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Cognitive Radio for aeronautical air-ground communications

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1 Author(s)
Yang Wang ; Lockheed Martin TSS, Rockville, MD, USA

The system of air-ground communications is one of the most fundamental elements of air traffic control in the National Airspace System (NAS). The current air-ground voice communications systems are using the more than 50-year-old analog voice transmission technology in the licensed air traffic management VHF spectrum band. The limited spectrum is allocated statically based on air traffic control organization and geographic locations. With the increasing use of data applications for air-ground communications, the demand to effectively use the limited spectrum has increased. There are several proposed approaches to solve the projected saturated spectrum in the future. However, these approaches do not address the current practice of static spectrum allocation, which this author anticipates will be a major bottleneck for effective use of the limited spectrum. The current static channel assignment creates inefficient use of the limited spectrum. Regardless of whether a channel is used, it is permanently assigned to the particular geographical areas and organizations. This prevents other users from using the channels when the channels are idle. Also, this static allocation of the spectrum constrains the reassignment of channels and creates a long transition period for moving the existing analog system to a new digital system. The emerging Cognitive Radio (CR) technology provides the opportunity to address the static allocation of spectrum issue and offer a more flexible transition approach for updating the legacy air-ground radio system. The emerging CR technology provides the sensing of surrounding environment, allowing the radio to adapt to the environment accordingly. Built on software-defined radio (SDR) technology, CR is able to employ these features with the cognitive engine and the aid of several sensors. The cognitive engine carries out these tasks by obtaining all available information from sources such as sensors, protocol layers, a policy engine, and its own ha- - rdware, and then interprets, reasons, and makes the optimum decision to adapt. Integrated with ground radio stations and centralized management systems, the CR can dynamically use the available channels based on its actual location, environment condition, and, therefore, maximize the use of the limited spectrum.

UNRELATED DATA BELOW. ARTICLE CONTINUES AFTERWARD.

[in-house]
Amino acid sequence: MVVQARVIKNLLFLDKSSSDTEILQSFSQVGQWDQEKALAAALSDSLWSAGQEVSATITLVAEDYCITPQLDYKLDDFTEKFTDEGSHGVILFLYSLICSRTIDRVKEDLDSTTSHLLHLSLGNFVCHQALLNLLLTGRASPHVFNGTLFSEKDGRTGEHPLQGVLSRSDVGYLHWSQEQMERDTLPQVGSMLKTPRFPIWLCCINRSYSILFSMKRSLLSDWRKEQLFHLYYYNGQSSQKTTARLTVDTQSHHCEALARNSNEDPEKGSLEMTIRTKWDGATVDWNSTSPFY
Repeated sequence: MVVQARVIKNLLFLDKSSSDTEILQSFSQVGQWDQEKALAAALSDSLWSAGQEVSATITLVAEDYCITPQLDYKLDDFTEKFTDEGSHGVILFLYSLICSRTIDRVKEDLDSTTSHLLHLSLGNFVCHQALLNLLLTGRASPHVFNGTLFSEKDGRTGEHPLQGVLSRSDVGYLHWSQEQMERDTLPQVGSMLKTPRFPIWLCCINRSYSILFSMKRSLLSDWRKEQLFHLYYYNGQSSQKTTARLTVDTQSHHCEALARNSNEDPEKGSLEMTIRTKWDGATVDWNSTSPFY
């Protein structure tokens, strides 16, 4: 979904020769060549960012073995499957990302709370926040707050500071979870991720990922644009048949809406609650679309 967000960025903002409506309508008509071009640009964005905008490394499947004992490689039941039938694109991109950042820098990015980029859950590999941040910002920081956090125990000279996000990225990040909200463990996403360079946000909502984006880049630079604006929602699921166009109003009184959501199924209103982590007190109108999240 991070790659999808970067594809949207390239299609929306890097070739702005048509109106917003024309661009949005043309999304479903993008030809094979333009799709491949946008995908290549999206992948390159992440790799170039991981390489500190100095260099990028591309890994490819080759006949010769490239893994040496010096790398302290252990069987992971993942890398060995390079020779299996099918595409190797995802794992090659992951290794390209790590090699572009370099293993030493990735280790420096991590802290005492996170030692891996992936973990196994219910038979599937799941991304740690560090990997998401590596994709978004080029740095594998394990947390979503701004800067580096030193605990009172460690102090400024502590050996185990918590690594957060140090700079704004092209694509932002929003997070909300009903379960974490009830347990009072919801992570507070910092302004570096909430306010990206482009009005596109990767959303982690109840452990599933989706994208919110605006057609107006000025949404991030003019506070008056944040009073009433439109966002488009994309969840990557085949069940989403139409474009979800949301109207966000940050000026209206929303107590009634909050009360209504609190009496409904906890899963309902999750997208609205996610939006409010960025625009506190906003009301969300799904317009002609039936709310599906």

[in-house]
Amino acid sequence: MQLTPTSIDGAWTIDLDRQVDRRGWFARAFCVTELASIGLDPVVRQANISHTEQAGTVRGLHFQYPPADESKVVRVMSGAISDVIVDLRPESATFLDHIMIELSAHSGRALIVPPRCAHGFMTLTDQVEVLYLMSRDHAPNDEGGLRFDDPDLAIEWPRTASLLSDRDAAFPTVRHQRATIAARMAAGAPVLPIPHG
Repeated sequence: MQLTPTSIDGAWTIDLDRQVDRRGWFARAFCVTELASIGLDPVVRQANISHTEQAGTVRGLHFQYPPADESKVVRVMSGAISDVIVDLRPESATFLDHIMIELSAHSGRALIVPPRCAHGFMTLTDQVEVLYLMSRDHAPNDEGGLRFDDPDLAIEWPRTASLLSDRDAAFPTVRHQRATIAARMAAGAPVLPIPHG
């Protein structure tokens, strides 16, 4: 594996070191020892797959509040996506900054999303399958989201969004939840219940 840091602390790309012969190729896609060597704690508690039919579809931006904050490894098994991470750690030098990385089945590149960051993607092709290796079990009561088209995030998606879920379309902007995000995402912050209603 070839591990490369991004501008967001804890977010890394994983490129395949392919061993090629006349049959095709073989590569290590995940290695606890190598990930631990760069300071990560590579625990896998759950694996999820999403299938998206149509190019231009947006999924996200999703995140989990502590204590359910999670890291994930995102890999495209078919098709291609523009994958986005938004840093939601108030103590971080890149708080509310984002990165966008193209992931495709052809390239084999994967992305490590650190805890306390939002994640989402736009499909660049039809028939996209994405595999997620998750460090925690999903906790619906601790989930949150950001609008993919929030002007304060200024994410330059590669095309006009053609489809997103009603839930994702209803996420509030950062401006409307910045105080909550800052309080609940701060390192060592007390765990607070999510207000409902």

Published in:

Aerospace and Electronic Systems Magazine, IEEE  (Volume:25 ,  Issue: 5 )